The IGA commissioned the survey for National Glaucoma Awareness Week (8th-14th June 2015). This year’s campaign, ‘Can You See to Drive?’, encourages people to have regular eye health checks to ensure that they are safe to drive. It is only with regular eye health checks through a local optometrist (optician) that people will know if their driving vision is affected. This is particularly important with glaucoma as it has no symptoms in the early stages, but, with early detection and continued treatment people will often retain useful sight for life and will be safe to drive for many years. In fact 33% of Northern Irish did not know what glaucoma is, compared with the national average of 16% who don’t have any knowledge of the condition. Also, only 17% of Northern Irish surveyed correctly knew there are no early symptoms of glaucoma.

    There are an estimated 600,000 people with glaucoma in the UK, but 300,000 are undiagnosed. Advanced glaucoma leads to serious loss of sight. As there are no early symptoms of the condition, it is vital people over the age of 40 have regular eye health checks every one or two years.

    The IGA survey suggests that lack of time and money could be preventing people from having eye tests, as when asked for reasons for not having an eye test, 46% of Northern Irish surveyed worry about the cost, 17% said they don’t think they need a test and 12% said it takes too much time. Nationally, men are more likely than women to think they don’t need an eye test: 17% compared with 7%.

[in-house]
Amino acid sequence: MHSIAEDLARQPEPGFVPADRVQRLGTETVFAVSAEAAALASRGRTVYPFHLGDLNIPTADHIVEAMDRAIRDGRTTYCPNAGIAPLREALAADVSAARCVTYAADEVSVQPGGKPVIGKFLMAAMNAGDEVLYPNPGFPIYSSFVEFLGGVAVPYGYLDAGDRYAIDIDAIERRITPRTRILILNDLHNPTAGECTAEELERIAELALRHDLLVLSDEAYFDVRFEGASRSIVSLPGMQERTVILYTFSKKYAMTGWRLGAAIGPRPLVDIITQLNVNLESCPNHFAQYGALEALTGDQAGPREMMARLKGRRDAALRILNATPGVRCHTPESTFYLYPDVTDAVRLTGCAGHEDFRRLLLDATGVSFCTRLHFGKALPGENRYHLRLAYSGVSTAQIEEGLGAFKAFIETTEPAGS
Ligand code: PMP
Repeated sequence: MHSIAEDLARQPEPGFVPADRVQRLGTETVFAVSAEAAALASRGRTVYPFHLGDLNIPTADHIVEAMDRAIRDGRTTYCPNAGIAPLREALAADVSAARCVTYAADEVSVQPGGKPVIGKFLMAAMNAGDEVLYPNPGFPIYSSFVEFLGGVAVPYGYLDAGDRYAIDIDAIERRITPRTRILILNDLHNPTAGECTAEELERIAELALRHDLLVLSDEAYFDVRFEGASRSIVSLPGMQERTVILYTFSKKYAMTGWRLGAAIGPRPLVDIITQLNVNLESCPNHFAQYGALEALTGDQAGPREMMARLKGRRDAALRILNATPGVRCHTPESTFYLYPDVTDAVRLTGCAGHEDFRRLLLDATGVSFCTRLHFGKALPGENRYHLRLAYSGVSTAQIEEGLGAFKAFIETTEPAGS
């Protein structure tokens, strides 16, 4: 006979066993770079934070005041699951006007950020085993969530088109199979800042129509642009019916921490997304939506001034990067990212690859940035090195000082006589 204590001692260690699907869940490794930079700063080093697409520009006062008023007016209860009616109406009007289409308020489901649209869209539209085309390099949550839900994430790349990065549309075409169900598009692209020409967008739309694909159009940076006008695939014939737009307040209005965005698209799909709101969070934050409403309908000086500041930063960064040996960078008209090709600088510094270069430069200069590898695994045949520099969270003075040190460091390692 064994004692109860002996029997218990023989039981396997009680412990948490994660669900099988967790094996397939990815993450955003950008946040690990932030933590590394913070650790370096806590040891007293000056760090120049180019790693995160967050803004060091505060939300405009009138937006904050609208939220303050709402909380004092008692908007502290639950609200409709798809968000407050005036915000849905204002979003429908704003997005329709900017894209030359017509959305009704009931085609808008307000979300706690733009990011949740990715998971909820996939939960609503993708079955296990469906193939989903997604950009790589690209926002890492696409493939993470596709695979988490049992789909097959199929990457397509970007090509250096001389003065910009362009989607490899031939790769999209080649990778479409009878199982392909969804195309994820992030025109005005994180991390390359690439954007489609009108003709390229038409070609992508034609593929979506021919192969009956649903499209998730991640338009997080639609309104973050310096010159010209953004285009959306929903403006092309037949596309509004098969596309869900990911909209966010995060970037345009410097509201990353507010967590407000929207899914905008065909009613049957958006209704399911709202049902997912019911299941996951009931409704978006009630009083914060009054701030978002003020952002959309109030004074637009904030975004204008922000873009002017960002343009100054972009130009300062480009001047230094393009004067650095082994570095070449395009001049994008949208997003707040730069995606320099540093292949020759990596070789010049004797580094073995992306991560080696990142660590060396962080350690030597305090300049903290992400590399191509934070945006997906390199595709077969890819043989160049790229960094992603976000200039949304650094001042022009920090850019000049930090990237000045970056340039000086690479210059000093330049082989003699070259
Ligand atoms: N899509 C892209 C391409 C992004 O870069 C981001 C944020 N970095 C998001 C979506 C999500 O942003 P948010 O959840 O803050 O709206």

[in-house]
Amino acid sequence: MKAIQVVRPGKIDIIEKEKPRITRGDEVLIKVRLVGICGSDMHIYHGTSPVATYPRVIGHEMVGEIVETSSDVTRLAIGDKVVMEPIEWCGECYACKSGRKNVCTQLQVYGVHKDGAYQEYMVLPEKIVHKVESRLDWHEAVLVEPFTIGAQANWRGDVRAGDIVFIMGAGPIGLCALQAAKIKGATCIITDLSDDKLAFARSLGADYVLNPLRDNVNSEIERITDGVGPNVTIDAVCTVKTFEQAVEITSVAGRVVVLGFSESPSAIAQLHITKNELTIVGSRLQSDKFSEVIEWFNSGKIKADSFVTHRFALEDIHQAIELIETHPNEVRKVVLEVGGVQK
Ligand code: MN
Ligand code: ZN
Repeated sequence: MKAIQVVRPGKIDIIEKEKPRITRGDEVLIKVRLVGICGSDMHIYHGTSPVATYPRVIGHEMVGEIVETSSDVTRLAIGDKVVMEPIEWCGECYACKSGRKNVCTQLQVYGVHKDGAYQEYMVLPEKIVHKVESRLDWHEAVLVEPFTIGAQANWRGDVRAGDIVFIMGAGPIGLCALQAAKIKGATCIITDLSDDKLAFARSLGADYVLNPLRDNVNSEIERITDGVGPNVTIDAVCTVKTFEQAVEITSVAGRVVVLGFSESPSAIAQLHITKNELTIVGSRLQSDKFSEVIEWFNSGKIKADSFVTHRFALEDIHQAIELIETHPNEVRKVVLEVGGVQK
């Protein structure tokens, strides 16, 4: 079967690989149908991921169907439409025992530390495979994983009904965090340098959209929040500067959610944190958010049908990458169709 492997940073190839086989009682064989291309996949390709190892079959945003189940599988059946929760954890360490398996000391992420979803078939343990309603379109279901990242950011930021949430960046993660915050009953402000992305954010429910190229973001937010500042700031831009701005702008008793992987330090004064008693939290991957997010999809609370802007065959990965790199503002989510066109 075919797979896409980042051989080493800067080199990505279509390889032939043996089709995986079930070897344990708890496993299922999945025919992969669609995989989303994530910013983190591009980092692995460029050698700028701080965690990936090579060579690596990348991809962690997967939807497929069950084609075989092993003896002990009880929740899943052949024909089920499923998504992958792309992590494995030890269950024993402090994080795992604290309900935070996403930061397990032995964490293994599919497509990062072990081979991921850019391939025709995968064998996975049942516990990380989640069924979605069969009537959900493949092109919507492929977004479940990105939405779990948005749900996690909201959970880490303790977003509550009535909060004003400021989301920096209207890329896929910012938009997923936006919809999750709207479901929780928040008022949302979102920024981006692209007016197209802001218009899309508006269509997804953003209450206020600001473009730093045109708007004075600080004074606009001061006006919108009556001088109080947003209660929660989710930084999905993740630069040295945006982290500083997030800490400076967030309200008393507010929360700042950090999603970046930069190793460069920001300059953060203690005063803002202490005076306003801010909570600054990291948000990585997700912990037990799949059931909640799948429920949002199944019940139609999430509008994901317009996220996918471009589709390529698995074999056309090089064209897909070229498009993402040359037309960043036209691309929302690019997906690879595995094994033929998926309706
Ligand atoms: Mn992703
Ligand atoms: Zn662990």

People with glaucoma that has caused damage to vision in both eyes are required by law to report their condition to the DVLA. If they fail to do so they can face a criminal conviction, a fine up to £1000 and may be uninsured to drive. The IGA is concerned that its survey showed 16% of Northern Irish surveyed wouldn’t report glaucoma to the DVLA if advised by a health professional, either because they think it would stop them from driving, or because they don’t think they need to, compared with the national average of 5% who wouldn’t report the condition.

    Nationally, men are much more likely than women to withhold information from the DVLA: 10% and 3% respectively.

    No less worrying was the fact that nationally, 6% of men surveyed said they have had, or nearly had, a car accident owing to their own, or someone else’s poor sight, compared with just 2% of women who said this.